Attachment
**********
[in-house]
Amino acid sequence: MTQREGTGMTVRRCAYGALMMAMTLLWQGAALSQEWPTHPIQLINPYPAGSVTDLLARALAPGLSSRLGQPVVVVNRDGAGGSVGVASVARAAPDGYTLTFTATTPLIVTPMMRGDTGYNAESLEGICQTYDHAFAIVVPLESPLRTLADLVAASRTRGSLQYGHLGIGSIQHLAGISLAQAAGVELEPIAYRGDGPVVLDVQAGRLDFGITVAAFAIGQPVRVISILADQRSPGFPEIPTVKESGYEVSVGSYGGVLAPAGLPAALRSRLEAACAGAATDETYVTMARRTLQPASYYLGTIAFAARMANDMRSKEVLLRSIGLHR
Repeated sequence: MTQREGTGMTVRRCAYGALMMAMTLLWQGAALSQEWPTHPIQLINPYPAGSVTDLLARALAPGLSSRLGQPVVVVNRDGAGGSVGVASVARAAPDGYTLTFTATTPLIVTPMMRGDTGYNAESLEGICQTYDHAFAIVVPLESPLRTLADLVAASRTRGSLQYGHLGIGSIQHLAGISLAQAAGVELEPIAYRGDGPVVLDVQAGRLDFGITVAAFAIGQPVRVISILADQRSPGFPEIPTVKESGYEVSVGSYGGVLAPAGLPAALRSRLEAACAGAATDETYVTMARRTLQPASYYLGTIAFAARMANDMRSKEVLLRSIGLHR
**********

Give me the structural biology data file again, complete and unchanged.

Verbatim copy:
[in-house]
Amino acid sequence: MTQREGTGMTVRRCAYGALMMAMTLLWQGAALSQEWPTHPIQLINPYPAGSVTDLLARALAPGLSSRLGQPVVVVNRDGAGGSVGVASVARAAPDGYTLTFTATTPLIVTPMMRGDTGYNAESLEGICQTYDHAFAIVVPLESPLRTLADLVAASRTRGSLQYGHLGIGSIQHLAGISLAQAAGVELEPIAYRGDGPVVLDVQAGRLDFGITVAAFAIGQPVRVISILADQRSPGFPEIPTVKESGYEVSVGSYGGVLAPAGLPAALRSRLEAACAGAATDETYVTMARRTLQPASYYLGTIAFAARMANDMRSKEVLLRSIGLHR
Repeated sequence: MTQREGTGMTVRRCAYGALMMAMTLLWQGAALSQEWPTHPIQLINPYPAGSVTDLLARALAPGLSSRLGQPVVVVNRDGAGGSVGVASVARAAPDGYTLTFTATTPLIVTPMMRGDTGYNAESLEGICQTYDHAFAIVVPLESPLRTLADLVAASRTRGSLQYGHLGIGSIQHLAGISLAQAAGVELEPIAYRGDGPVVLDVQAGRLDFGITVAAFAIGQPVRVISILADQRSPGFPEIPTVKESGYEVSVGSYGGVLAPAGLPAALRSRLEAACAGAATDETYVTMARRTLQPASYYLGTIAFAARMANDMRSKEVLLRSIGLHR